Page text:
Originally posted by KyrieEleison
reply to post by Rosinitiate
Hmm, you may be on to something there!
I try to look at it this way. If our little moon has the ability to influence our massive oceans on a seriously fundamental scale, then why would it
be such a stretch to learn the sun has an equal or greater influence on our planet....and not just from warmth.
I will try to be careful here but I want to reference a PPT doc I found from:
Convection is a familiar phenomenon in planetary science
Happens in response to (examples follow)
heating by the sun (exterior to Earth)
radioactive elements inside (interior to Earth)
atmospheric absorbers (interior to the atmosphere)
Convection is (only one) way in which a planets cools off.
Taken from "Plate Tectonics Throughout the Solar System" C. Alexander 7/25/02
Basic weather patterns
summer vs. winter
Obvious influences on climate
air-sea interactions such as El Nino
alteration of the chemical composition of the air
Less-Obvious influences on climate
other cycles (CO2)
chemical absorbers in the atmosphere
What are some elements of climate?
Changes in (precession) a planets orbital characteristics
the distances of aphelion and perihelion, eccentricity of orbit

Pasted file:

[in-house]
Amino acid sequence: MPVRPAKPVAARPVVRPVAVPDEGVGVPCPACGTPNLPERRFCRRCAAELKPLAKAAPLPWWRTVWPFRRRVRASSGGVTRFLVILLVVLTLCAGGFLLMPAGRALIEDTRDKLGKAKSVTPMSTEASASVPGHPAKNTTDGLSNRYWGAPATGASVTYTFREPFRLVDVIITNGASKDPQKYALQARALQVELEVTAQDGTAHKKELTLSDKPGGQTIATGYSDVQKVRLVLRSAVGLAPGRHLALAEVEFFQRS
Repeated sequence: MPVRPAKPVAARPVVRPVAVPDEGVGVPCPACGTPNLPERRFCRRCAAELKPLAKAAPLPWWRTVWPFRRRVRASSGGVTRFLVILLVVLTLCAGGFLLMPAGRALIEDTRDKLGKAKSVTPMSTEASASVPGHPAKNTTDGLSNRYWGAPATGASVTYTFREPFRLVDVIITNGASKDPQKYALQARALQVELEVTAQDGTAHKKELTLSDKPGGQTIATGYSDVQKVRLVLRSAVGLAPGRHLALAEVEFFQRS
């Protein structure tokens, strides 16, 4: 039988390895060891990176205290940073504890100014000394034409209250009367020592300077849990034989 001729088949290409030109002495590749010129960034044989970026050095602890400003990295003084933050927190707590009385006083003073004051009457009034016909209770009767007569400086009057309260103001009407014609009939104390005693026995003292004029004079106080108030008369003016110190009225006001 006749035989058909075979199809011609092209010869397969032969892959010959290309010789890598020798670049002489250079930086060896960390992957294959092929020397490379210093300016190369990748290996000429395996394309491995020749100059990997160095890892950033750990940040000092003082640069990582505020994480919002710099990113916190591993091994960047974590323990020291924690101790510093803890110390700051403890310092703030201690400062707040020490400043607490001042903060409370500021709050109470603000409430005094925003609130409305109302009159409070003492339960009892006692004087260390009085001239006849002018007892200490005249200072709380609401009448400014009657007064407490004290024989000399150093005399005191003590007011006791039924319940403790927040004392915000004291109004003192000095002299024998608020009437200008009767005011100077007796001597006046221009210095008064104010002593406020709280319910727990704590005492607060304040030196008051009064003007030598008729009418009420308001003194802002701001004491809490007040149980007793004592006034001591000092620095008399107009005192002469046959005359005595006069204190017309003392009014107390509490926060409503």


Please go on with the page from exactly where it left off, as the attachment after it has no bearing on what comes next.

the tilt of the axis, & rotation rate
Magnetic Stripesacross the ocean floor
Hot lava comes out of the center of the ocean, at a mid-ocean ridge
Whatever the orientation of the Earth’s magnetic field, at the time this lava cools, is frozen into the cooling stone.
The magnetic orientations are either north (+) or south (-), whichever way the magnetic pole was pointed at the time.
Thus, as each new layer of material comes out of the spreading ridge and moves across the ocean floor towards the subducting trench, as time advances,
stripes of changing magnetic polarity can be measured across the entirety of the ocean floor.
So as referenced above this clearly shows a direct interaction from the sun and our tectonic plates.
edit on 29-5-2013 by Rosinitiate because:
(no reason given)